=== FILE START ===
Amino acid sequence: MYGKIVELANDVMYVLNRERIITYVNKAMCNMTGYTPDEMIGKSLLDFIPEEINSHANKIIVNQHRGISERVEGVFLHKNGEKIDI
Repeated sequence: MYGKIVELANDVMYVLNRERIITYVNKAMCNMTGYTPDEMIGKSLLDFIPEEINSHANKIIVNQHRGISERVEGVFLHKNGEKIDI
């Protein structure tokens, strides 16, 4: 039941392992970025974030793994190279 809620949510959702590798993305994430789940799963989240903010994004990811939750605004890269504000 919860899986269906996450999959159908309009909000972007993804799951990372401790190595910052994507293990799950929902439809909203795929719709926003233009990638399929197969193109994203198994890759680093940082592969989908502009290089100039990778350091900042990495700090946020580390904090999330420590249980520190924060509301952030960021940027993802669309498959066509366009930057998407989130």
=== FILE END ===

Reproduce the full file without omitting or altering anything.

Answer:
Amino acid sequence: MYGKIVELANDVMYVLNRERIITYVNKAMCNMTGYTPDEMIGKSLLDFIPEEINSHANKIIVNQHRGISERVEGVFLHKNGEKIDI
Repeated sequence: MYGKIVELANDVMYVLNRERIITYVNKAMCNMTGYTPDEMIGKSLLDFIPEEINSHANKIIVNQHRGISERVEGVFLHKNGEKIDI
């Protein structure tokens, strides 16, 4: 039941392992970025974030793994190279 809620949510959702590798993305994430789940799963989240903010994004990811939750605004890269504000 919860899986269906996450999959159908309009909000972007993804799951990372401790190595910052994507293990799950929902439809909203795929719709926003233009990638399929197969193109994203198994890759680093940082592969989908502009290089100039990778350091900042990495700090946020580390904090999330420590249980520190924060509301952030960021940027993802669309498959066509366009930057998407989130």